The pandemic has forced all types of therapy online, including treatment for children with ASD. Although the transition was driven by necessity during the pandemic, it has raised crucial questions about the future. Can technological platforms meet the needs of children with ASD? How can they be adapted? What advantages and disadvantages do they present? Professor Ofer Golan sat down with psychologist Dr. Gili Segall to hear her perspective after a year of working remotely.
Gili Segall is a New York- and Israeli-licensed clinical psychologist, and a clinical assistant professor in the department of child and adolescent psychiatry at the NYU Grossman School of Medicine – NYU Langone Health, where she works with families as a clinical psychologist. She received her doctorate in Clinical Psychology from Bar-Ilan University in Israel, where her Ph.D. thesis analyzed how parents talk to their children and the relationship between certain aspects of the parent-child dialogue and childrens’ emerging beliefs and perceptions.
Ofer Golan is a clinical psychologist, associate professor, and the head of the Autism Research Lab at Bar-Ilan University, Israel. His research focuses on socio-emotional functioning in autism, including social communication, emotion recognition, expression and regulation, and ways to develop them through evidence-based interventions. He is the founder and the clinical advisor of two Israeli clinical centers which provide evidence-based diagnosis and intervention services for children, adolescents, and adults with autism and their families, in addition to training clinicians and disseminating evidence-based interventions nationwide.
Segall moved most of her therapy sessions online at the onset of the pandemic, when the New York area was sheltering in place. The transition wasn’t easy and led to significant challenges. “There are children that I evaluated initially through telehealth, but when I went the extra mile and invited them to the office, I was able to see aspects of social interactions that I was not aware of online. Technology can mask some of the issues that we encounter when we meet face to face,” she explains.
However, despite the challenges the online work has posed for some of her clients, for others, Segal was surprised to discover, it has actually been an advantage. “It’s more of like a focused stimulus, not necessarily having to absorb certain other sensory stimulations like sounds or smells or a more complex experience of sitting with someone in a room…when you’re more comfortable in a setting then you are often better able to get something out of the interaction in that setting.”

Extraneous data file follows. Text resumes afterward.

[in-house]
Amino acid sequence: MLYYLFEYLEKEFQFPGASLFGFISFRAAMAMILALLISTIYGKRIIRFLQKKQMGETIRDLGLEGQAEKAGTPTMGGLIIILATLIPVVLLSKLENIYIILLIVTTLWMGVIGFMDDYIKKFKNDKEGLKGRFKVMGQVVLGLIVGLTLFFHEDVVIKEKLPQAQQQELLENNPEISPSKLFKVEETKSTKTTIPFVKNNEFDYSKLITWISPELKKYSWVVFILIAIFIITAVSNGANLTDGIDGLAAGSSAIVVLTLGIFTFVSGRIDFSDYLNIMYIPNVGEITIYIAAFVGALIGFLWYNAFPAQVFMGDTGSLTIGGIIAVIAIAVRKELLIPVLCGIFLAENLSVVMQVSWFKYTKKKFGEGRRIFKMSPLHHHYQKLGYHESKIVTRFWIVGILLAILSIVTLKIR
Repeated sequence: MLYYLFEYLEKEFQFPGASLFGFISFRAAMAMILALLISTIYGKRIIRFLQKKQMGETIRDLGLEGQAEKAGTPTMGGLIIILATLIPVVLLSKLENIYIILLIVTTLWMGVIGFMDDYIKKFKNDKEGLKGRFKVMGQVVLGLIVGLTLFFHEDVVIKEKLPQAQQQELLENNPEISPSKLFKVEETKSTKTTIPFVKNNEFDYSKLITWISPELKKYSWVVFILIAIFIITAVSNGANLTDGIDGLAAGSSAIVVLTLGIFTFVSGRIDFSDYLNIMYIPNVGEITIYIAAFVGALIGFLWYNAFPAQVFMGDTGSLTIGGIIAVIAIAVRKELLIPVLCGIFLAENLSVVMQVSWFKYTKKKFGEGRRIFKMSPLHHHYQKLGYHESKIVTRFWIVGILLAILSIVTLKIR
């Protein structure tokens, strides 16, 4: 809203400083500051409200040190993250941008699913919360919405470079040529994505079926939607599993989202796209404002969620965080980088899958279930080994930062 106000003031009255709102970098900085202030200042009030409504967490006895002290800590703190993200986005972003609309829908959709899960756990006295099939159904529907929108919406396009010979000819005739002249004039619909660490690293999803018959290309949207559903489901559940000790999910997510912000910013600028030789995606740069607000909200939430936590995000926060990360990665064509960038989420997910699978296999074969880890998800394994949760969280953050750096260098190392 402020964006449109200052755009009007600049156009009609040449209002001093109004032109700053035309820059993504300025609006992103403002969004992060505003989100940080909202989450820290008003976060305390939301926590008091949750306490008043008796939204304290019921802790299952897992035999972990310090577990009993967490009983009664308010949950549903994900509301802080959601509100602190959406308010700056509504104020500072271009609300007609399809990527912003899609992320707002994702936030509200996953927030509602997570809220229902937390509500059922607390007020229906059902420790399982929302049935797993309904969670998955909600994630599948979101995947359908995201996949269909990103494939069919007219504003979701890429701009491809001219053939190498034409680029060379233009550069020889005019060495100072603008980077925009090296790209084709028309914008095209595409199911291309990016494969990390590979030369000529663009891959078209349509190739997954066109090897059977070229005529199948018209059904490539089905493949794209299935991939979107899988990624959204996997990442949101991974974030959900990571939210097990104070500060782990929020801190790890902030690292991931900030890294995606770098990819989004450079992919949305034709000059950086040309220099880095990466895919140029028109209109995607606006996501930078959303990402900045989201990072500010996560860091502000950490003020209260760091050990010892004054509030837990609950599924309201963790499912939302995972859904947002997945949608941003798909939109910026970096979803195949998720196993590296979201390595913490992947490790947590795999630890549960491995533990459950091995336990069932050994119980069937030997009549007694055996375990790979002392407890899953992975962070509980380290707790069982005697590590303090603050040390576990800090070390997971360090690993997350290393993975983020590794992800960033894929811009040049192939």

Another key advantage is accessibility. Since the majority of children with ASD do not live in close proximity to a treatment center, before the pandemic, they could not take advantage of the expertise that a clinician like Segall offers. “If you had told me a year and a half ago that I would be working completely online, I would have probably said ‘no way. It’s something that I didn’t feel very comfortable with, and wasn’t familiar with,” says Segall. “But I can actually see that technology can be very effective and very helpful and make our interventions much more accessible. My office is in the center of Manhattan, but now I can work with people from all over New York, New Jersey, and Connecticut, and even Florida, which is amazing. These are individuals and families that may not have treatment options near them, but they can access the support through online platforms.”
One of the concerns professionals have about incorporating technology into treatment is that it may discourage, rather than encourage human interaction. Segal sees it differently—since parents are not trained in therapy techniques, supporting them through technology can actually be a way to increase their involvement in the therapeutic processes. “I think that the work with parents is a very crucial aspect of working with children because you can definitely help the parent do this process, become more aware of their children’s experience, become a better social coach their children in their daily routines. There’s a very strong connection between how parents support and help their children and the children’s outcomes.”
Not only is parental involvement beneficial for the children, but the parents benefit as well. “I was involved in a program called Peers for Peace that helped kids increase their ability to actually engage in play dates. We found that helping the parents become social coaches for their children decreased their parental stress, which, in turn, had a positive impact on the children’s mental states. It helped parents feel that they might understand their children and their emotional experience a bit better”.
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